I got a request a few months ago from my sister-in-law to investigate how one would go about making wooden purse handles, because she’s been in the habit of making purses lately. We talked about a few ideas–some involved bending, some involved joints, and some were not so strong. I was particularly concerned about strength of cross-grain when cut thin, because we all know how well that often turns out for plane totes. And I said that I would get around to making some at some point.
It was one of those projects in the back of my mind, where was I trying to figure out a way to do it where the end result might not totally suck. And so there I was one day, watching some Harry Potter movie on TV, when I thought I saw a glimpse of a purse with wooden handles being used as a prop. Pause and rewind with the DVR confirmed it.
Then I thought, “why don’t I do a Google Image Search” on wooden purse handles? Well, duh, turns out that there are a lot of ideas out there.
So I came up with a drawing that seemed to minimize the danger of cross-grain stress and milled some wood. The wood might be walnut. I’m not really sure. Maybe I should break out the loupe some day:
I cut out part of the drawing to use as a template (I just traced it onto the wood):
Notice the segmented slot in the drawing–I’ll get to explaining this later.
I cut out the rough template with a coping saw (one side at a time, not gang-cut), then taped the two sides together and clamped it into the vise:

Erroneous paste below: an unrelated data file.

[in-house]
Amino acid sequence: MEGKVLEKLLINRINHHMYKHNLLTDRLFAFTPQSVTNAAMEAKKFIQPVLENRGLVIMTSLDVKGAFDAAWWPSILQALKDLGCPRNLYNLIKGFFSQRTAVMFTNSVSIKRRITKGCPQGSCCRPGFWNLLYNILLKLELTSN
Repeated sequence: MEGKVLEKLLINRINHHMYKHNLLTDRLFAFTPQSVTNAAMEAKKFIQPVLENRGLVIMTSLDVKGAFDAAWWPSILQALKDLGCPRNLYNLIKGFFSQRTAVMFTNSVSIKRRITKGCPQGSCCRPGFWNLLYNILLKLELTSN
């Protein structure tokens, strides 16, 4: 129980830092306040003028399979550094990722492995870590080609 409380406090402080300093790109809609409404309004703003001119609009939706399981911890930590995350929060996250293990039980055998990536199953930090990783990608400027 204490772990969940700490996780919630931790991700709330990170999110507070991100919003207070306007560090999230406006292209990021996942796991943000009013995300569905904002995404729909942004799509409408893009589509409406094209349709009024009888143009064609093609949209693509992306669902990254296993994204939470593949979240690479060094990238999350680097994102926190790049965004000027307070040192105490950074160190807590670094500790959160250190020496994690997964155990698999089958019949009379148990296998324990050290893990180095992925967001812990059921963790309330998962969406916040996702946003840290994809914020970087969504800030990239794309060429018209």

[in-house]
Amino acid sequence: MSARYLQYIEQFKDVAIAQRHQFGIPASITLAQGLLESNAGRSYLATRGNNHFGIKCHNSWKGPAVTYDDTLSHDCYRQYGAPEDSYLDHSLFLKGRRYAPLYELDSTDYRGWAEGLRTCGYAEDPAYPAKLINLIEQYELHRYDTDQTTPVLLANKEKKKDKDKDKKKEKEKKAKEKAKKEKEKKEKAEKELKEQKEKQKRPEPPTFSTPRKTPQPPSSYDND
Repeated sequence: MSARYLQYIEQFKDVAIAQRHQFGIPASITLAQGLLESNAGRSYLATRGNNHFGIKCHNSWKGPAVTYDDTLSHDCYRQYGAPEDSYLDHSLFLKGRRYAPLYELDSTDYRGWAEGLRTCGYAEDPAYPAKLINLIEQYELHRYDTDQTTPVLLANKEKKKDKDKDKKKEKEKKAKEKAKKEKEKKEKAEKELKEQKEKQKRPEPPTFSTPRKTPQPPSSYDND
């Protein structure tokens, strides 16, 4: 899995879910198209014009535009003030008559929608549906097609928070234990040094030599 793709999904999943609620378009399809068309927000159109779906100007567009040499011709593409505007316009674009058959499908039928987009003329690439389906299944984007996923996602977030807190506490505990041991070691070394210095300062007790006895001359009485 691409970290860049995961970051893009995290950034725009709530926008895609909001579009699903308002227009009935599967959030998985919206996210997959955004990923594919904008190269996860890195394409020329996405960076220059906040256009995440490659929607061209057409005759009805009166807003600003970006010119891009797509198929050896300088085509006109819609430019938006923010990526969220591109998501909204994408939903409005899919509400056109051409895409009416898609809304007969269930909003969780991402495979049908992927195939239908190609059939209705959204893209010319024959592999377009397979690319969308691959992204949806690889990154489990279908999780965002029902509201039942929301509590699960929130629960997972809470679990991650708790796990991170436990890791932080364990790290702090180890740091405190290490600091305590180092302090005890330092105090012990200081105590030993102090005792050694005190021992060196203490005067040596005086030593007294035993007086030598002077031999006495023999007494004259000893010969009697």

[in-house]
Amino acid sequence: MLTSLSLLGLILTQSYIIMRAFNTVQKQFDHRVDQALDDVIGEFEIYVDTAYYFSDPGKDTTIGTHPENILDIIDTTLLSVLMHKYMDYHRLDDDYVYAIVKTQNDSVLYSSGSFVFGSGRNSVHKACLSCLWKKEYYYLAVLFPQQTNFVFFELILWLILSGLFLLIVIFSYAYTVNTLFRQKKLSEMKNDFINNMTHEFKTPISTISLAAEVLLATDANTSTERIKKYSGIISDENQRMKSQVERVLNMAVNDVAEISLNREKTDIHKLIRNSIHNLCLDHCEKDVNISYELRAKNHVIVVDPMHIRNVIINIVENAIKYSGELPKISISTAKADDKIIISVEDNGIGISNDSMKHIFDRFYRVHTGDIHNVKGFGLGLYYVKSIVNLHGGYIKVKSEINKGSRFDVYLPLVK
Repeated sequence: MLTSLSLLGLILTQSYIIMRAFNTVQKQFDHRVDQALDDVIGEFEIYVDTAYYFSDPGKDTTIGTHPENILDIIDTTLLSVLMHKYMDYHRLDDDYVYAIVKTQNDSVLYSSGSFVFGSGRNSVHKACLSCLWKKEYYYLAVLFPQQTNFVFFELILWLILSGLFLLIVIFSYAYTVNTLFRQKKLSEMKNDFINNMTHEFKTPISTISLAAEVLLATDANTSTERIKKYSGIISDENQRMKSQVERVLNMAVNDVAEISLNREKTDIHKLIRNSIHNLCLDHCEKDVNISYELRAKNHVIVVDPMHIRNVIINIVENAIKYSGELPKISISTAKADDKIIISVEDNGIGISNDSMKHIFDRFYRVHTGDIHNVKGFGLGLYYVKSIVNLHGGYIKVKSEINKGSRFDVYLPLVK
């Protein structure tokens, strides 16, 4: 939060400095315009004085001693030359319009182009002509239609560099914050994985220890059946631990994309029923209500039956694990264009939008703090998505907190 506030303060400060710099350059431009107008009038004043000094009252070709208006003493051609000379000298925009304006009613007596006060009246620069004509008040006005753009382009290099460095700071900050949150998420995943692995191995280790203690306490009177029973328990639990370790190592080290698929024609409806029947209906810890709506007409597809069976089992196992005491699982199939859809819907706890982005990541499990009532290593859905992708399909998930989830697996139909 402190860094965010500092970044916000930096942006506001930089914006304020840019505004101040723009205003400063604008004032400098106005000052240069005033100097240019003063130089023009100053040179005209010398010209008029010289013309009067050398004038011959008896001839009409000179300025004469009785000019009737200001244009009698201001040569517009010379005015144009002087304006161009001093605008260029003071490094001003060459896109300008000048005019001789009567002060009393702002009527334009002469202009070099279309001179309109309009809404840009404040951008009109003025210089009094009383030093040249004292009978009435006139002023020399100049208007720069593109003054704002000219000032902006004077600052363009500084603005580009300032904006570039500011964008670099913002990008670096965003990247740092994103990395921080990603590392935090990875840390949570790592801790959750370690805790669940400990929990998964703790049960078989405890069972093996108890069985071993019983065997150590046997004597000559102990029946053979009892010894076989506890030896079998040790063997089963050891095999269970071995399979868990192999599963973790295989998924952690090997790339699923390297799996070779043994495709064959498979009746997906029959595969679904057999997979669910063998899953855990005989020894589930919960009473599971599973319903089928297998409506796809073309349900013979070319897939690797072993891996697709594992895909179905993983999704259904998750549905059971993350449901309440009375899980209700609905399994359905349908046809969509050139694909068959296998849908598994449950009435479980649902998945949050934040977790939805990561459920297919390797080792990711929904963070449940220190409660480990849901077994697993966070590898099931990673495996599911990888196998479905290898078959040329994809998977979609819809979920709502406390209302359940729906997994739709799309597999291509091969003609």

Then I shaped them with my ever-trusty Shinto saw rasp and Gramercy sawmaker’s rasp:
I don’t know why this is so, but the more I shape handles, the more I like it. In this case the edge profile of the two handles when put together is similar to one edge of a saw handle.
With each side shaped, I put in the slots for hanging the textile part of the purse (the part that I will not make):
You can see here that the slot is segmented. That’s to keep whatever is wrapped around it from bunching up on one end when the handle is tilted (this is a problem on one prototype that I saw).
Cutting these slots was difficult. I don’t have a 1/8″ mortise chisel, so I had to pare out the slots. If I ever have to do something like this again, I’ll get a mortise chisel and be done with this task in ten minutes instead of the who-knows-how-long this took me.
Next up was to cut recesses for clearance of the textile parts on the inside. This design feature is so that the handles can close flush to each other. This was easy once I got the hang of it. It was the standard procedure of using a chisel to waste out most of it and a mini routing plane to clean the floor of the recesses. I got the plane in a trade a while back (thanks, Darren!):
Then I smoothed everything out and put on the first thin coat of varnish:
They need a few more coats, then they should look quite nice. I have only about a week to complete that task, so I only have time for that much, anyway.
Perhaps one day, I’ll have a photo of the complete project.